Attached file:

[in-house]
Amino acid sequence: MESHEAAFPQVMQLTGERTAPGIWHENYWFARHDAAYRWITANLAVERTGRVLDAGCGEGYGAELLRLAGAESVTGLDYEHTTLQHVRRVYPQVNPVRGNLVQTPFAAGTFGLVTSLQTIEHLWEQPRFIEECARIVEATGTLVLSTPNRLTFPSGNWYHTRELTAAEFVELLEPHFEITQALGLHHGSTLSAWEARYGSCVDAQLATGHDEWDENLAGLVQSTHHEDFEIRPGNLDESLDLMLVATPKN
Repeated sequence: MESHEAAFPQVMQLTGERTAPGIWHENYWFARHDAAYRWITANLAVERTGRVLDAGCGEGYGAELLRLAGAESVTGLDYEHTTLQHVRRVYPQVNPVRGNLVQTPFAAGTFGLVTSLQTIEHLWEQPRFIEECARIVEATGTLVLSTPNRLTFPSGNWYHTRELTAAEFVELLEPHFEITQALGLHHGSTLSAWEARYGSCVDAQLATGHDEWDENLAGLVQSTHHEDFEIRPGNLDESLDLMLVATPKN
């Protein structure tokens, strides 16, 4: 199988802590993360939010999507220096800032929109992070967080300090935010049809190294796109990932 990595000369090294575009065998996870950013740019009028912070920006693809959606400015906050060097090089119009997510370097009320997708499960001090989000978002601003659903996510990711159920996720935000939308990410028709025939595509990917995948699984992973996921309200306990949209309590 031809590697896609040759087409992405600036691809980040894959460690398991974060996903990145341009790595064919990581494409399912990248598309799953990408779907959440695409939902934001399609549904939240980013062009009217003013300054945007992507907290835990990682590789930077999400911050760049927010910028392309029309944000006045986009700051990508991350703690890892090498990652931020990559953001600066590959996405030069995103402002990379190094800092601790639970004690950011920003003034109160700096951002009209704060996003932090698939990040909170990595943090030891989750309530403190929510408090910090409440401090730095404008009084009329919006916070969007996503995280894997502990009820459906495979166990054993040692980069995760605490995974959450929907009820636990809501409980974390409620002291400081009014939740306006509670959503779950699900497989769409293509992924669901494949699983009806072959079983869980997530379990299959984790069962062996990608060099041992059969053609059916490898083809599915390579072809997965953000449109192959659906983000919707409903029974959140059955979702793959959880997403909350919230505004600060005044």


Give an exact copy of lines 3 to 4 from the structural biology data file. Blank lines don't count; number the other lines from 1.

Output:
Repeated sequence: MESHEAAFPQVMQLTGERTAPGIWHENYWFARHDAAYRWITANLAVERTGRVLDAGCGEGYGAELLRLAGAESVTGLDYEHTTLQHVRRVYPQVNPVRGNLVQTPFAAGTFGLVTSLQTIEHLWEQPRFIEECARIVEATGTLVLSTPNRLTFPSGNWYHTRELTAAEFVELLEPHFEITQALGLHHGSTLSAWEARYGSCVDAQLATGHDEWDENLAGLVQSTHHEDFEIRPGNLDESLDLMLVATPKN
């Protein structure tokens, strides 16, 4: 199988802590993360939010999507220096800032929109992070967080300090935010049809190294796109990932 990595000369090294575009065998996870950013740019009028912070920006693809959606400015906050060097090089119009997510370097009320997708499960001090989000978002601003659903996510990711159920996720935000939308990410028709025939595509990917995948699984992973996921309200306990949209309590 031809590697896609040759087409992405600036691809980040894959460690398991974060996903990145341009790595064919990581494409399912990248598309799953990408779907959440695409939902934001399609549904939240980013062009009217003013300054945007992507907290835990990682590789930077999400911050760049927010910028392309029309944000006045986009700051990508991350703690890892090498990652931020990559953001600066590959996405030069995103402002990379190094800092601790639970004690950011920003003034109160700096951002009209704060996003932090698939990040909170990595943090030891989750309530403190929510408090910090409440401090730095404008009084009329919006916070969007996503995280894997502990009820459906495979166990054993040692980069995760605490995974959450929907009820636990809501409980974390409620002291400081009014939740306006509670959503779950699900497989769409293509992924669901494949699983009806072959079983869980997530379990299959984790069962062996990608060099041992059969053609059916490898083809599915390579072809997965953000449109192959659906983000919707409903029974959140059955979702793959959880997403909350919230505004600060005044």